And no, it didn't fly in Antarctica, as AvroArrow mentioned. There was damage to the wings after crashing during a demonstration flight, prior to Mawson leaving for Antarctica. Mawson had it converted to function as a sled/tow tractor - according to a couple of local news articles, it didn't do that very well either.

http://www.abc.net.au/news/stories/2010/01/03/2784444.htm
http://www.abc.net.au/news/stories/2009/12/04/2762697.htm



When I die, when I die, I'll rot. But when I live, when I live, I'll give it all I've got.
User currently offlineDAL1044 From United States of America, joined Jan 2006, 110 posts, RR: 0
Reply 7, posted (4 years 6 months 3 weeks 2 days 17 hours ago) and read 7846 times:

I've had little luck in finding out more information on what type Vickers it might be. I'll assume it might have been a one of a kind type for its mission. BTW Avro Arrow I'm also a major fan of that aircraft. If John Diefenbaker hadn't killed it we might have seen quite a few in the air and many still active!

User currently offlineIrobertson From Canada, joined Apr 2006, 601 posts, RR: 3
Reply 8, posted (4 years 6 months 3 weeks 2 days 8 hours ago) and read 5241 times:



Quoting DAL1044 (Reply 7):
If John Diefenbaker hadn't killed it we might have seen quite a few in the air and many still active!

We'd probably have some sort of modernized incarnation, though the originals would probably be in museums by now, 1958 is quite a while ago. Maybe a few examples, like how we still have a few RAF antiques from that period flying, though the fear is loss, like that EE Lightning that went down this year in South Africa (RIP to the pilot).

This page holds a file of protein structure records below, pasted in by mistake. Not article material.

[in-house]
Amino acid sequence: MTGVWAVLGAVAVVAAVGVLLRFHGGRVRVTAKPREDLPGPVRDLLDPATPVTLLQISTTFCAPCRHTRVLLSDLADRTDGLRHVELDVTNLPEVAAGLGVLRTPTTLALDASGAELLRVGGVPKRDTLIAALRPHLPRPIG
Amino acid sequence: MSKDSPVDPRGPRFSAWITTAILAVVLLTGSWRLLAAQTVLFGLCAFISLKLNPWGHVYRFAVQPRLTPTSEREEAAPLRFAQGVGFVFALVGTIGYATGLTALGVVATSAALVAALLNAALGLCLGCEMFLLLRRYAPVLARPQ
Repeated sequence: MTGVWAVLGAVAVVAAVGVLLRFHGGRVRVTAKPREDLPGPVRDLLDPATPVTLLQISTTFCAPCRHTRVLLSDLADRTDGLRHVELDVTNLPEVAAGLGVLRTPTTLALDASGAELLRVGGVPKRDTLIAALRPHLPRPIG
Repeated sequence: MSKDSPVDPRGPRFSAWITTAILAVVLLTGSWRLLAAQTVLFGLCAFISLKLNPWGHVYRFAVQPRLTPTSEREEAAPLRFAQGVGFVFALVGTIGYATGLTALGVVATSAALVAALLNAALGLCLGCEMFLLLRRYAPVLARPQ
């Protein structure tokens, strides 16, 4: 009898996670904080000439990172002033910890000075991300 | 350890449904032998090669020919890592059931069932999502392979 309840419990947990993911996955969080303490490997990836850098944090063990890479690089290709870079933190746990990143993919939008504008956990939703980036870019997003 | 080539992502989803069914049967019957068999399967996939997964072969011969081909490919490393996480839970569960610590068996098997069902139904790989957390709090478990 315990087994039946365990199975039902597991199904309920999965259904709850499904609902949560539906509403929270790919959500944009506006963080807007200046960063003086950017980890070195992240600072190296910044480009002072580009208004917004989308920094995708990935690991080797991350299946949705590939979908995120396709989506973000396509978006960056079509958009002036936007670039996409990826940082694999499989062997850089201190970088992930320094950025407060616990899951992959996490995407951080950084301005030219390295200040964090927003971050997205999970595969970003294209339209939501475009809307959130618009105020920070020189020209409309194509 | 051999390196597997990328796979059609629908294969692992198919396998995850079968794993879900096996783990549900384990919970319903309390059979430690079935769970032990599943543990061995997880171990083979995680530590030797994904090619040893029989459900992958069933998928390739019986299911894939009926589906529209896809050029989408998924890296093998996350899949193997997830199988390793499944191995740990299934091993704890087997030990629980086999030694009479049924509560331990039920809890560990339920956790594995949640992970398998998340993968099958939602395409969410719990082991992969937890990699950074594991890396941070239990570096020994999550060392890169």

Back to the topic (apologies), I wonder how they plan to move it, and to where in the end? Be nice to see it at Woodlands (I think?) next to the Vanguard - the great great grandchild!

Cheers
Ian


User currently offlineAvroArrow From Canada, joined Sep 2001, 1045 posts, RR: 0
Reply 9, posted (4 years 6 months 3 weeks 2 days 8 hours ago) and read 5149 times:

I googled the monoplane no.1 at Bookishaviator's suggestion and saw some decent photos. There certainly were some neat looking aircraft back in the early days. Even if the aircraft was deemed a failure, things were most certainly learned from it and if nothing else it would have succeeded in making its successor a better aircraft.

http://www.aviastar.org/air/england/vickers_monoplane1.php

And to address the Avro Arrow comment, even though the Arrow was killed off, many of its developments lived on in other aircraft both civilian and military and helped make great strides in modernization and automation in aircraft.



Give me a mile of road and I can take you a mile. Give me a mile of runway and I can show you the world.
User currently offlineScrumpy492003 From Canada, joined Jul 2007, 170 posts, RR: 0
Reply 10, posted (4 years 6 months 3 weeks 2 days 4 hours ago) and read 3181 times:

Are you sure that it isn't Amelia Earhart's 'plane, so far off course because it was being used in Top Secret Antarctic Ice Research ?

Seriously though,
It should be said that it has been found "again".
The article states that it was seen in the 1970's, so the people had a fair idea of where to look, it just depended on how far the ice sheet - glacier perhaps - had shifted since then.
And
Even so, they would know the direction of movement, it was just a question of locating it in the ice to be able to retrieve it this time.

P.



peter b95 c-ghfu